When you think all the accounts are accurate, prepare a trial balance to make sure your general ledger is in balance. If you want to look at rough financial statements for the month, you can create them once your trial balance balances. Once you have all the reports you need, you can close out your books for the month (unless you use different accounting periods for your company, such as quarters).
Once all your regular monthly accounting tasks are complete, you can turn toward tax responsibilities. Which chores you have to do depends completely on your business; you may not have to deal with monthly tax issues at all. If you have employees, you may be required to make a monthly payroll tax deposit (see Chapter 9). When your company has taxable sales, you may have to file a monthly sales tax return along with payment (see Chapter 6), depending on the state law and your company's sales volume.
On the recordkeeping front, your quarterly tasks won't be much different than regular month-end tasks (unless you close your books only quarterly).
If you've got the time, you may want to take a look at how close your actual revenues and expenses are to what you've expected. For example, if you prepared a budget at the beginning of the year (or as part of your original business plan), you can compare your real-life results to those estimates.
Estimated taxes for owners are always due in April, June, September, and January. The only difference for corporations is that they have a December due date instead of January. Each of these due dates falls on the fifteenth of the month. If the fifteenth falls on a weekend, the due date shifts to the following Monday.
From the tax side, the end of a quarter usually brings a lot of responsibilities. First, if your business structure is anything other than a C corporation, or a limited liability company (LLC) taxed like a C corporation, you and any co-owners must file personal quarterly estimated federal and state income taxes. C corporations must file their own quarterly estimated income taxes. (See Chapter 16 for a discussion of both.) In addition, most companies with employees will have to file payroll tax returns each quarter, sometimes along with payment. Finally, you may have quarterly sales tax reporting obligations, depending on your state law.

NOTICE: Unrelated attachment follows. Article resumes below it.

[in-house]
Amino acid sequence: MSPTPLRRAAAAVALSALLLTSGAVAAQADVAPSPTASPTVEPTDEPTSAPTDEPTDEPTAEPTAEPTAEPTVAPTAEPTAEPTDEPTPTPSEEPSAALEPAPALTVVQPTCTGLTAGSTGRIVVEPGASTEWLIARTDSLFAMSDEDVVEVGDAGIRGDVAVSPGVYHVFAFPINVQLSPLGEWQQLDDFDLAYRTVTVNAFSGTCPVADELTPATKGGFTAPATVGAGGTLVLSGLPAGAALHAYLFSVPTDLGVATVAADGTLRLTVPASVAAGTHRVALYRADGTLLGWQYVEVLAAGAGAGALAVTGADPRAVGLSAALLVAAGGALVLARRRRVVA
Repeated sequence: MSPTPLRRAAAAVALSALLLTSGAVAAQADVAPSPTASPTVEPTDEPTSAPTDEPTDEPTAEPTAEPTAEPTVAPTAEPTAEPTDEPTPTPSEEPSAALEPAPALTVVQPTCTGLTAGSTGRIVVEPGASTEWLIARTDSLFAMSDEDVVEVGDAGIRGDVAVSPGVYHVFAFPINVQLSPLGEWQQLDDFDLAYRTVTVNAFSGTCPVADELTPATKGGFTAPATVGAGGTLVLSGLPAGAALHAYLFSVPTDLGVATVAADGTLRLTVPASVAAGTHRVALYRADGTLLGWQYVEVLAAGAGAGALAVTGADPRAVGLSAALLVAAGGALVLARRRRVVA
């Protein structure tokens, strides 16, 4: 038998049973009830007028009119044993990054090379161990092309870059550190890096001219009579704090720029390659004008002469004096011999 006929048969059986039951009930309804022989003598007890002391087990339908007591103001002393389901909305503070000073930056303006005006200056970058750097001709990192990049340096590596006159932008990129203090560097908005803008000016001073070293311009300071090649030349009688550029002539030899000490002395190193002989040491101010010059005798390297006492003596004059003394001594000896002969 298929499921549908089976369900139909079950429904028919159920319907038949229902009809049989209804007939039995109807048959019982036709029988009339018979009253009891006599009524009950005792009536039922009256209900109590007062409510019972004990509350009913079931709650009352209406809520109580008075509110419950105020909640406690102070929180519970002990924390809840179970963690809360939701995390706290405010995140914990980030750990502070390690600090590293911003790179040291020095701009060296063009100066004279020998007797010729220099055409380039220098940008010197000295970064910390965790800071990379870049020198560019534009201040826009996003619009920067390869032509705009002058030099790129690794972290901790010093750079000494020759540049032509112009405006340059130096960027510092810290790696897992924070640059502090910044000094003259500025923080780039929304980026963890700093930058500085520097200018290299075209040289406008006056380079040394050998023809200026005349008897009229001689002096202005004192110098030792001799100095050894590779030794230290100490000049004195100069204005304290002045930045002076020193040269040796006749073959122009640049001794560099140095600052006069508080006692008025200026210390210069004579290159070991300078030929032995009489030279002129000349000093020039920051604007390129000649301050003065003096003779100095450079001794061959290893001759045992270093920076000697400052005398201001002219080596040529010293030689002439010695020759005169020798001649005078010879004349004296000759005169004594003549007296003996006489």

As you might expect, the list of year-end chores is pretty long. On the accounting front, you have to do the following:
Pay every bill that you want to be able to deduct in the current year (for cash basis)
Prepare adjusting entries (see Chapter 13)
Verify your trial balance
Create comprehensive financial statements (see Chapter 14)
Set a budget for the upcoming year
Close out your books for the year
Set up your journals and ledgers for the upcoming year (only for manual systems)
Turning to taxes, the list is just as long, but many of the chores can be grouped together. First, the payroll responsibilities (see Chapter 9): In addition to all your normal payroll filings, you must provide a personal tax statement to each employee. A copy of each of these, along with a summary report, has to be sent to the federal government. The annual federal unemployment tax return is also due at this time. (State requirements for payroll reporting may vary.) If you paid any nonemployees during the year (for job-like work), you have to send them personal income reports as well, and copies of those along with a summary statement to the IRS.
Year-end is also income tax time. You will have to prepare both the company tax returns and your personal tax returns (in that order), for both the state and federal governments. As you'll learn in Chapter 16, these forms can get pretty complicated, and it may be easiest to enlist the help of a qualified professional.